My Realistic spl meter can read up to 126 dB, and when I tried to measure the loudness of centerfire rifle and handgun fire at my ear position, the blast regularly pegged the meter. I remember reading somewhere that levels of 140 dB were common from firearms. I suspect that is true, and at that level the sound is immediately damaging to hearing. Certainly it literally hurts the ears to shoot a centerfire rifle or magnum revolver unprotected, something most of us have experienced accidentally at the range when we forgot to put our hearing protectors on.

At least gunfire is of very short duration. If in fact muzzle blast achieves an spl in the area of 140 dB, then attenuating that level by 25 dB would reduce the spl to 115 dB, which can be endured for up to 15 minutes--far longer than the spike in spl caused by a single shot. If you ear protection drops that spike to 110 dB, the sound that assaults your ear is about as loud as amplified rock music, and could be tolerated for about 30 minutes. At that point your hearing is probably pretty safe.

Ear protection comes in different forms. The most common are various types of ear plugs and headphone type hearing protectors, and it is these that are discussed in this article.

Ear Plugs

Red-E-Fit foam earplugs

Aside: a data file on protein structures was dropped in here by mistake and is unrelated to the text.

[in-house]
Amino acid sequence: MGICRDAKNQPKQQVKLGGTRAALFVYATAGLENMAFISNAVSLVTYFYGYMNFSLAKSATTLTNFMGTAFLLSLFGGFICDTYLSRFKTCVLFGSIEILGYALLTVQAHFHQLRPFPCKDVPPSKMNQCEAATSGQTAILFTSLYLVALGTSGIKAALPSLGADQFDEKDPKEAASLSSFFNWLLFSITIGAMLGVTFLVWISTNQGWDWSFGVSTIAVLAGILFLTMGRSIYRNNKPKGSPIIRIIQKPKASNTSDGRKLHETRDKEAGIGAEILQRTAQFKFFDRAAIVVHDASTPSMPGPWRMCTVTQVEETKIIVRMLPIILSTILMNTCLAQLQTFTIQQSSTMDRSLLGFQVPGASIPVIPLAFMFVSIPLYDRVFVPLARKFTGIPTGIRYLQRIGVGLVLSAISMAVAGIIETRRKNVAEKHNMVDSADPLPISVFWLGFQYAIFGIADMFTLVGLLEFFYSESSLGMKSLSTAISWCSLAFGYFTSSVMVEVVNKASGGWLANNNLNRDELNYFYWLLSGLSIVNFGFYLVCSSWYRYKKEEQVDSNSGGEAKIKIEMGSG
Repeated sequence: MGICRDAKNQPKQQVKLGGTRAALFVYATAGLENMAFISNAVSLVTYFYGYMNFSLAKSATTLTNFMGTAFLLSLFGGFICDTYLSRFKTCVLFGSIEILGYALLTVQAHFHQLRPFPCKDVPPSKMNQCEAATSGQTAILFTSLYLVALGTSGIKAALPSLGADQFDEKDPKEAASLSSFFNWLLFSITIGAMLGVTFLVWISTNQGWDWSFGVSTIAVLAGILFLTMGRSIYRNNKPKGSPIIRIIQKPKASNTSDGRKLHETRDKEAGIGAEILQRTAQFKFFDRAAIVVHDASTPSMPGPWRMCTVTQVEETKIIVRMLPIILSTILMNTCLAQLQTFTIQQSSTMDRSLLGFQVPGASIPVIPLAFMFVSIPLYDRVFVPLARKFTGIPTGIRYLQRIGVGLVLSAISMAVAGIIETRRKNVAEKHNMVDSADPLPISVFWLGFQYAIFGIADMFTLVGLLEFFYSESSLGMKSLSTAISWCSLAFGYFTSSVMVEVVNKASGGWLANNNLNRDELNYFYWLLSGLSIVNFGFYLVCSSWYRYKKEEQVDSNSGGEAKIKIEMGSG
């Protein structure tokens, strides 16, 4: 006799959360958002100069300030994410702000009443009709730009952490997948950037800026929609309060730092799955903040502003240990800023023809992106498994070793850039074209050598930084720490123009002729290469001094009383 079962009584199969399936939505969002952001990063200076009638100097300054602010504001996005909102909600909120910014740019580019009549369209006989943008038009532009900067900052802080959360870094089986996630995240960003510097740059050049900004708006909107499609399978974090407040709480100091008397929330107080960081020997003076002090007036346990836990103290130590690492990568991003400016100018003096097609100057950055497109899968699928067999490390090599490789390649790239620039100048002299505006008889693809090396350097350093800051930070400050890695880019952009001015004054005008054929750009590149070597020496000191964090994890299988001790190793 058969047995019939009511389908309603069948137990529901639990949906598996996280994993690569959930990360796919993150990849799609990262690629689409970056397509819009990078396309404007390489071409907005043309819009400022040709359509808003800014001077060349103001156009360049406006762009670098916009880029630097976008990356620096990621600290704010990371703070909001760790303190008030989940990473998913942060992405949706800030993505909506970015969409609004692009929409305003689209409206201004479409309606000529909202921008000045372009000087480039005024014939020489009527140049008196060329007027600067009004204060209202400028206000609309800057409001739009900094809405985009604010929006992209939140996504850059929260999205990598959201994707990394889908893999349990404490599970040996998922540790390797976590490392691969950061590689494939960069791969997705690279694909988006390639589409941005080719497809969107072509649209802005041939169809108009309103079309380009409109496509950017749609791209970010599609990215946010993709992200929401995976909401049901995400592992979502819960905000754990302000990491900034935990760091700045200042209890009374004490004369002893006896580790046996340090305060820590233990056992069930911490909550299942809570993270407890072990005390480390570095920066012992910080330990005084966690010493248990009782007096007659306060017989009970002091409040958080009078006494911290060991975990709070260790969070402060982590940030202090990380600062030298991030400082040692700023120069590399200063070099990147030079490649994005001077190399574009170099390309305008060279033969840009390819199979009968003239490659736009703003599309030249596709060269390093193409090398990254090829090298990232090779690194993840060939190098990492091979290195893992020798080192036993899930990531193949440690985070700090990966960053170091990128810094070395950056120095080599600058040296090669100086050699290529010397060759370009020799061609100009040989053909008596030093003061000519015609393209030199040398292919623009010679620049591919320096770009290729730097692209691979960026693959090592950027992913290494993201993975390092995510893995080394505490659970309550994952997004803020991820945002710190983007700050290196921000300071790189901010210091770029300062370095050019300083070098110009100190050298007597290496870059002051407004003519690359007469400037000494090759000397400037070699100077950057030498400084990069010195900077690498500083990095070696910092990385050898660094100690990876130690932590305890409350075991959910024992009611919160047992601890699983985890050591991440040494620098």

Illustration courtesy of Silencio

From cotton balls to custom fitted ear plugs, these small devices are the least obtrusive, and probably the most common, form of hearing protection. They are surprisingly effective. Silencio, a major producer of hearing protection devices of all types, credits their disposable Red-E-Fit foam earplugs with a noise reduction of 32 dB. Their silicone, reusable Economy Earplug is rated at 26 dB, while the conformal silicone Silent Partner carries a 25 dB NRR. The Super Sound Barrier, a valve type earplug designed to allow normal conversation, only reduces the maximum spl by 7dB, however, and does not offer adequate protection from gunfire. In the field I prefer earplugs, because they are less bulky than earmuff type hearing protectors.

Earmuff Hearing Protectors

Original Earmuff

Illustration courtesy of Silencio